To collect data, I had to create a bot that hooked into Showdown’s websocket interface and listened in onto all public battles. Chat bots that interact with the website’s chat rooms already existed, however were heavily specialized for chat based interactions and were exclusively written for Node.js. I decided to write my own client in Python, which ended up being great practice with Python 3’s async features and Object Relational Managers (all of the data is currently being stored in a PostgreSQL backend.).

There was a long, complicated, and at times frustrating step between collecting the raw data and getting out useful information. For the sake of brevity and sanity, this has been omitted.


After collecting all and parsing all the data, we finally get to the my personal favorite part of this kind of process: staring at tables and hoping that it makes. Said tables can be found here. The data has been split into the following groups: 1100-1300, 1300-1500, and 1500+. These refer to a matches Elo rating, which is a metric originally invented as a chess rating system that quantifies the skill of given players in the match. The minimum possible Elo is 1000, and the highest (for my purposes) is roughly 2000. I excluded matches rated between 1000 to 1100 because these tend to contain sketchy results as the result of player’s things or hooligans writing bots that serve no purpose but to forfeit every match (this may be expanded on at a later time). Anyway, we can now look over some of the results. These are the 5 most one-sided matchups in the 1100-1300 range:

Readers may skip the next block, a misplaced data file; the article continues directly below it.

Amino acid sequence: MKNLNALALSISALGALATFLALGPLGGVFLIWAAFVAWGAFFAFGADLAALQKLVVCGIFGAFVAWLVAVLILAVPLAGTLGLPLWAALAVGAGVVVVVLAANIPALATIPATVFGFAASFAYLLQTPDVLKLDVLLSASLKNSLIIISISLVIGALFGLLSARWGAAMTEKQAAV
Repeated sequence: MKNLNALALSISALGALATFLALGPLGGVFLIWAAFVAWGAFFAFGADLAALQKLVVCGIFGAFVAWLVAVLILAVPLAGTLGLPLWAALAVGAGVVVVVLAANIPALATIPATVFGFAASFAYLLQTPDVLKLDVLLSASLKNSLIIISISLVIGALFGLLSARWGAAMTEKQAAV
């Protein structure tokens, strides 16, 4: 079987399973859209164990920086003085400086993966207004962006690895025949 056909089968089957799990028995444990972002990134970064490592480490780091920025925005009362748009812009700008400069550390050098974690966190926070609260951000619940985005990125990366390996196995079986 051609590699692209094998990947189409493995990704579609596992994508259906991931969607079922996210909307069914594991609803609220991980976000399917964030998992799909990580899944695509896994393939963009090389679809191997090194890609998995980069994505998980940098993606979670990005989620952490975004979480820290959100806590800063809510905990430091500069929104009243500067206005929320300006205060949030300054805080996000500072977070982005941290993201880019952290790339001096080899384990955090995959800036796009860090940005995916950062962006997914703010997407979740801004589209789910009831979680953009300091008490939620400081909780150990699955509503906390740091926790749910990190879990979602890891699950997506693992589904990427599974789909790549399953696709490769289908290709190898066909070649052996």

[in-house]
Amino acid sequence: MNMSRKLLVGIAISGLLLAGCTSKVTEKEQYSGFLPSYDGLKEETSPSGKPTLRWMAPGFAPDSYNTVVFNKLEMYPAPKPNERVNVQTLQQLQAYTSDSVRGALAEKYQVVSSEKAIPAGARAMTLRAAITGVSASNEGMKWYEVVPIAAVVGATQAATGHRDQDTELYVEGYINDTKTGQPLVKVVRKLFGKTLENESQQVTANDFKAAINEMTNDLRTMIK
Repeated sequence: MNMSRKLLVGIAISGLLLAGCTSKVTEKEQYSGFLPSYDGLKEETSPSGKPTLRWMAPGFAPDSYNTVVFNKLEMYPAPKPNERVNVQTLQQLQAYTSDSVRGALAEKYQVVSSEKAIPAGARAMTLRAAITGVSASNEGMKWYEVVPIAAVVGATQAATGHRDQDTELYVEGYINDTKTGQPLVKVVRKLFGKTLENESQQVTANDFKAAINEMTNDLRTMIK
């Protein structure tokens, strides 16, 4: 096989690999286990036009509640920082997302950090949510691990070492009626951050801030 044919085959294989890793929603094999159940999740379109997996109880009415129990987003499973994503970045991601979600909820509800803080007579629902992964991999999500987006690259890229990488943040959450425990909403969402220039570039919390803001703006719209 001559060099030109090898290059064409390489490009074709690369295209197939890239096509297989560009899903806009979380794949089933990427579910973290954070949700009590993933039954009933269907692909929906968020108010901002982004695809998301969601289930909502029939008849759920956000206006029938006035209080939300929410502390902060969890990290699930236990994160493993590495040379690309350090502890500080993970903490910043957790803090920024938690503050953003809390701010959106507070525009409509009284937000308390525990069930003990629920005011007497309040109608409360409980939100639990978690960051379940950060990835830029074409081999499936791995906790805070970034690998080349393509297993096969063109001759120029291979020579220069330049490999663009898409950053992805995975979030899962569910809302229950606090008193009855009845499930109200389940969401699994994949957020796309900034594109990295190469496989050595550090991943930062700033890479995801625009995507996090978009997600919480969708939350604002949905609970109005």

matchup   win_rate
fire vs. grass   0.8295302013
steel vs. ice   0.8210023866
fighting vs. dark   0.7970244421
steel vs. fairy   0.7966850829
fairy vs. fighting   0.7950310559

The win_rate refers to the probability that a wins in the matchup a vs. b

As any Californian will tell you, the matchup of fire vs. grass heavily favors fire. The difference is now we know exactly how much it favors grass, and that it is in fact the worst matchup in the game for players of the 1100-1300 skill range. It is interesting to note that this matchup gets even worse with higher skill players, moving from ~83% to ~87% in the 1500+ range (this is however based on a far smaller sample size).

One of the first “unintuitive” matchups comes with bug vs. ice, with bug winning at around 71% of the time. Bug and Ice are as neutral of a matchup you can get. Bug attacks do neutral damage on ice types, and ice attacks do neutral types on bug types. So what’s giving Bug its edge? Scizors. As in the Pokemon, Scizor. Scizor is Bug/Steel type with access to the steel type Bullet Punch, which always hits first. Thanks to Scizor’s special ability, Bullet Punch also does 1.5 times more damage than usual. Scizor also gets a Mega-Evolution, which in essence means it gets punch even harder. Oh, and its super effective against ice types. Oof.

Scizor Scizor-Mega

Scizor and Mega Scizor: a Steel/Bug Pokemon that can single-clawedly beat ice teams


Pokemon really is just a fancy version of rock, paper, Scizors.

Written on January 1, 2019